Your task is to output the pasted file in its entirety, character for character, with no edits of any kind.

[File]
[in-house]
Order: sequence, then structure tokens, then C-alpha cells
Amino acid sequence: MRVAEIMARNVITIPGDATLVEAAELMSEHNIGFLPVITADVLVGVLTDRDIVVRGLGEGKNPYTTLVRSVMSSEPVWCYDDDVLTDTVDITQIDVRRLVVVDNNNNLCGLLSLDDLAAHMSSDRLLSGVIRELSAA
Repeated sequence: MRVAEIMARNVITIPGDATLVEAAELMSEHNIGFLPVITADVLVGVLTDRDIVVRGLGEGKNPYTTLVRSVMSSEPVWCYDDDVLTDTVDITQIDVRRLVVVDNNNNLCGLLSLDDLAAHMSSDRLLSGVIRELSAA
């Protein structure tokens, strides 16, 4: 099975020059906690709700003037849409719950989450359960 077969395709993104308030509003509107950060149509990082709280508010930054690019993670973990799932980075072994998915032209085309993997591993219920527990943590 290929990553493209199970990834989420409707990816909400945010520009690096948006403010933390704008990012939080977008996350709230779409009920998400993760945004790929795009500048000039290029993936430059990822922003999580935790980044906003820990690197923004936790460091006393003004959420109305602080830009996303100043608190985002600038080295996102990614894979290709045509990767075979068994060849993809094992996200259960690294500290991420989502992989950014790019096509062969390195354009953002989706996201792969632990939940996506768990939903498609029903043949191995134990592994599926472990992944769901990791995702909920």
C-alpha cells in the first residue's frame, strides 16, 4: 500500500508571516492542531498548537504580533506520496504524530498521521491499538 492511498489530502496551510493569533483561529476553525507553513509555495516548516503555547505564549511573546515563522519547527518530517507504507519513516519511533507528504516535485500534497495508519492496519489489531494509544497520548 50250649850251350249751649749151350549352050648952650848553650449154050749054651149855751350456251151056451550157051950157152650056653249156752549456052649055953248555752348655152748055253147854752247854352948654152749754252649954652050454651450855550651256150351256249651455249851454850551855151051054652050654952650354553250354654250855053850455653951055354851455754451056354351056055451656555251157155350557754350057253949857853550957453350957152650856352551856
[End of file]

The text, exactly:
[in-house]
Order: sequence, then structure tokens, then C-alpha cells
Amino acid sequence: MRVAEIMARNVITIPGDATLVEAAELMSEHNIGFLPVITADVLVGVLTDRDIVVRGLGEGKNPYTTLVRSVMSSEPVWCYDDDVLTDTVDITQIDVRRLVVVDNNNNLCGLLSLDDLAAHMSSDRLLSGVIRELSAA
Repeated sequence: MRVAEIMARNVITIPGDATLVEAAELMSEHNIGFLPVITADVLVGVLTDRDIVVRGLGEGKNPYTTLVRSVMSSEPVWCYDDDVLTDTVDITQIDVRRLVVVDNNNNLCGLLSLDDLAAHMSSDRLLSGVIRELSAA
């Protein structure tokens, strides 16, 4: 099975020059906690709700003037849409719950989450359960 077969395709993104308030509003509107950060149509990082709280508010930054690019993670973990799932980075072994998915032209085309993997591993219920527990943590 290929990553493209199970990834989420409707990816909400945010520009690096948006403010933390704008990012939080977008996350709230779409009920998400993760945004790929795009500048000039290029993936430059990822922003999580935790980044906003820990690197923004936790460091006393003004959420109305602080830009996303100043608190985002600038080295996102990614894979290709045509990767075979068994060849993809094992996200259960690294500290991420989502992989950014790019096509062969390195354009953002989706996201792969632990939940996506768990939903498609029903043949191995134990592994599926472990992944769901990791995702909920």
C-alpha cells in the first residue's frame, strides 16, 4: 500500500508571516492542531498548537504580533506520496504524530498521521491499538 492511498489530502496551510493569533483561529476553525507553513509555495516548516503555547505564549511573546515563522519547527518530517507504507519513516519511533507528504516535485500534497495508519492496519489489531494509544497520548 50250649850251350249751649749151350549352050648952650848553650449154050749054651149855751350456251151056451550157051950157152650056653249156752549456052649055953248555752348655152748055253147854752247854352948654152749754252649954652050454651450855550651256150351256249651455249851454850551855151051054652050654952650354553250354654250855053850455653951055354851455754451056354351056055451656555251157155350557754350057253949857853550957453350957152650856352551856